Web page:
Cadillac is Merely Warming its Engine for a Massive Sprint

2016 Cadillac ATS-V Sedan
Source: Cadillac

The brass at General Motors is apparently taking their recent successes in China with their Cadillac brand as a sign, and are willing to push in all their chips. Cadillac is ready to make a big push in the Chinese market, where it has shown some big spikes in sales, by deciding to build 95% of its Cadillac cars locally in Asia by 2018, as Bloomberg reports. The effort comes as GM hopes to make China the brand’s second key market behind the United States, and so far, the Chinese seem to be jumping on board.

“China is on an unstoppable path of ascendancy,” Johan de Nysschen, Cadillac’s president, told reporters from Bloomberg and others in Shanghai recently. “China is absolutely now, at the very, very center of our focus. We need to establish the Chinese market as the second volume hub for the Cadillac brand.”

GM has been putting a lot of effort behind resurrecting the Cadillac brand, which had grown stale and had little going for it in the eyes of younger consumers. With a new revamp of current models like the CTS-V, and the addition of new performance models like the ATS-V, there’s no doubt that the company is starting to make some waves not only in the American market, but abroad as well. With the amount of capital available for the yet barely-tapped Chinese market, and Chinese consumers’ apparent taste for luxury vehicles, GM says that they expect roughly 10% of all vehicle sales to involve luxury models within five years, and Cadillac is reportedly gearing up with new models in the pipeline.

Source: AFP/Getty Images
Source: AFP/Getty Images

So, how much success is GM actually planning on seeing in China in the near future? According to Business Insider, the company wants to sell as many as half a million cars per year by 2020. The plans call for dragging heavyweight luxury competitors like BMW and Mercedes into the ring, giving consumers another (and less expensive) alternative to those two European-based brands. Right now, GM has been seeing good success with its Buick brand, but the company higher-ups evidently feel that Cadillac could see just as much, if not more, success.

By building its cars in China, Cadillac and GM will be able to save a considerable chunk of change on custom and tariff costs, which can add up to almost a quarter of the cost of production. Cadillac is already building a couple models in China, the XTS and ATS-L, but is building a factory in Shanghai that will be dedicated to Cadillac production, slated to begin operations next year.

As mentioned previously, GM’s other luxury brand Buick has been having some pretty massive success in the Chinese market of late. According to a Motor Authority article released earlier this year, 2013 saw Chinese consumers purchase more than 1 million Buick vehicles, the first time that had happened since the mid-1980s. In fact, Buick sold more than four times as many cars in China as it did in the United States, shedding some light onto how the tastes of consumers may differ from those in the U.S.

Cadillac, which takes the luxury foundation that Buick lays and builds off of it, should be able to leap frog off of that success. Automotive News says that Cadillac brass expect sales of their vehicles to increase a whopping 40% this year over last. “We’re very optimistic about the luxury market, we believe that the luxury market by 2016 here will become the largest luxury market in the world, surpassing even the size of luxury in Europe,” said GM China president Matt Tsien.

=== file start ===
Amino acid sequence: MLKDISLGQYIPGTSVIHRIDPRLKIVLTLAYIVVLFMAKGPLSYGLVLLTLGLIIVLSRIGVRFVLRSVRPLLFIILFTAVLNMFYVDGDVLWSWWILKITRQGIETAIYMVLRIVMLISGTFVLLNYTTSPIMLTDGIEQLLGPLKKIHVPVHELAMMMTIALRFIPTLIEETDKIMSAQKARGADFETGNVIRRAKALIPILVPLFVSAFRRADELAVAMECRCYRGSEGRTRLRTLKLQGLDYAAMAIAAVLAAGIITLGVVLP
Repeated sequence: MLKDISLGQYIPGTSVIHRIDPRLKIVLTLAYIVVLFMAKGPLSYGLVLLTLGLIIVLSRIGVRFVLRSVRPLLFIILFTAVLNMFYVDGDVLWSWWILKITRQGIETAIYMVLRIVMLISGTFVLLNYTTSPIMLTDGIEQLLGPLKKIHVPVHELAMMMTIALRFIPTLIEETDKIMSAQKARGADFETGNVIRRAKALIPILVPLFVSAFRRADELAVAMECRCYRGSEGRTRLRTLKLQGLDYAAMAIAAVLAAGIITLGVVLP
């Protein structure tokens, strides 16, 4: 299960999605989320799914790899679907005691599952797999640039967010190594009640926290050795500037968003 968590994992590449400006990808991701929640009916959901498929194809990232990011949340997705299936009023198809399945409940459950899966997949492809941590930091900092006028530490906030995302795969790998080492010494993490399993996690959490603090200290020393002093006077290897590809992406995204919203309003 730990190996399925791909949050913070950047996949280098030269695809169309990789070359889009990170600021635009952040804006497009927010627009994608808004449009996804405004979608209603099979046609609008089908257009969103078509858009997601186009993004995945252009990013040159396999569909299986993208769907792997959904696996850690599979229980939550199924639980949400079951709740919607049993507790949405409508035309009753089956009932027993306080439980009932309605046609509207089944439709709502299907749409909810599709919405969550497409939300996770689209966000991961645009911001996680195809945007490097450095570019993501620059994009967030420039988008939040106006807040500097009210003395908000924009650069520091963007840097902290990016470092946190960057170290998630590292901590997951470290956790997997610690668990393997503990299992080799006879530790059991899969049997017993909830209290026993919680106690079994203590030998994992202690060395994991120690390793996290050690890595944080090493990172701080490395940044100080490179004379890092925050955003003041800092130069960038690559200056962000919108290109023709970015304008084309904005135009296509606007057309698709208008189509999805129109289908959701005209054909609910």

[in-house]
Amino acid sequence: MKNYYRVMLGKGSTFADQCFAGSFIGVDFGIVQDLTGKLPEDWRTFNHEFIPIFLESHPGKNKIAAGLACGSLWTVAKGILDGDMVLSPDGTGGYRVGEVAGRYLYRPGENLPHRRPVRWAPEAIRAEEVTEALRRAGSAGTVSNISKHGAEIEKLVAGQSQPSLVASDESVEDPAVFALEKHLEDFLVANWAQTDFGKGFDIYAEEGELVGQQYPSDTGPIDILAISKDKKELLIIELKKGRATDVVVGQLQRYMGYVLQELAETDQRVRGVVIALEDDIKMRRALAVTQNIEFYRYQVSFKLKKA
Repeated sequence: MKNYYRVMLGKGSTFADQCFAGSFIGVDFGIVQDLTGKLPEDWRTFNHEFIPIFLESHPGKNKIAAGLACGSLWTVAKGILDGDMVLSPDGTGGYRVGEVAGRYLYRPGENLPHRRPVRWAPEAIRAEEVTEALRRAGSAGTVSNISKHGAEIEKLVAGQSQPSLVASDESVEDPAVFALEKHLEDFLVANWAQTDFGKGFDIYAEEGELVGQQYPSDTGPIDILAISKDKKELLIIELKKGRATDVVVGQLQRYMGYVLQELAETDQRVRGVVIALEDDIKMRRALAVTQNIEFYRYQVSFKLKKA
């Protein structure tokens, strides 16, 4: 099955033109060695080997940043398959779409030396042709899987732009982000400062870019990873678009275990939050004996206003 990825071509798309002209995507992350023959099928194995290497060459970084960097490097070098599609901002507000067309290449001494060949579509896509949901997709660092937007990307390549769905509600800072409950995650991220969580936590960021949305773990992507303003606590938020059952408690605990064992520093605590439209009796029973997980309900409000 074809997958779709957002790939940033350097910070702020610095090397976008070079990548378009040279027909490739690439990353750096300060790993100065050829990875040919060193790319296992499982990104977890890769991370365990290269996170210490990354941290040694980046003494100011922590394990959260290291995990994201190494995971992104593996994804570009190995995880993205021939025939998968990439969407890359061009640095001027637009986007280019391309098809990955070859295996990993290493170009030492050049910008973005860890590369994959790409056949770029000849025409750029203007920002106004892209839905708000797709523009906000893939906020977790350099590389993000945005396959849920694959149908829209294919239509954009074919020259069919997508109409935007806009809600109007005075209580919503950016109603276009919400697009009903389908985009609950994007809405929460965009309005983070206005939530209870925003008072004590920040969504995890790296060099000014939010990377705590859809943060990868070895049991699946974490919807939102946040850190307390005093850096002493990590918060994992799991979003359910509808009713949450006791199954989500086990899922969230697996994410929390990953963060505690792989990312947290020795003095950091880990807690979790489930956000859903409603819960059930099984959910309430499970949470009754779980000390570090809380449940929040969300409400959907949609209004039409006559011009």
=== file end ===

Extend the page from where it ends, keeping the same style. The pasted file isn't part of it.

Currently, and for the past several years, the German luxury automakers — BMW and Mercedes, in particular — have been dominating the Asian luxury segment. Even as GM’s brands have witnessed some big success this year with increasing sales, those luxury rivals haven’t slowed down, either. BMW reported a spike in sales for the first half of 2014 of 23%, as Fortune reports. As far as Mercedes is concerned, 2014 has thus far seen the manufacturer boost sales 23% in the Chinese market, as reported by The Economic Times.

And that’s not even adding in other competitors like Audi or Lexus. Further complicating and muddying the picture is Ford’s plans for its own luxury brand, Lincoln. Needless to say, the luxury segment in China is turning into an arms race, and the resulting fallout should definitely be interesting to watch. In fact, if Ford can’t make Lincoln a hit in China, the brand could be in serious trouble.

One other interesting thing to take into consideration is who is buying what in China, when it comes to luxury vehicles. A recent study reported on by The Detroit News says that Chinese citizens who drive Mercedes models are more likely to be successful, wealthy entrepreneurs, while Cadillac drivers tend to belong to the white-collar working class. The study looked at 800 luxury car owners spread across ten major Chinese cities to get a better idea of who, exactly, is buying up all of those luxury vehicles. The findings indicate that the average luxury car owner is 33.5 years old, and pulls in more than $160,000 annually. While Audi was found to be the most popular luxury brand, the findings do give Cadillac some interesting demographic information on which it can try to capitalize.

Without a doubt, the luxury car segment in China is set to explode. All of the world’s automakers obviously feel it as well, and Cadillac is no exception. As the wealthiest in China tend to flock to Mercedes, Cadillac is certainly in prime position to compete going forward. If the company can add a few more models to the fold that can meet Audi, BMW and Mercedes head-on, GM’s chances for success should only be augmented.

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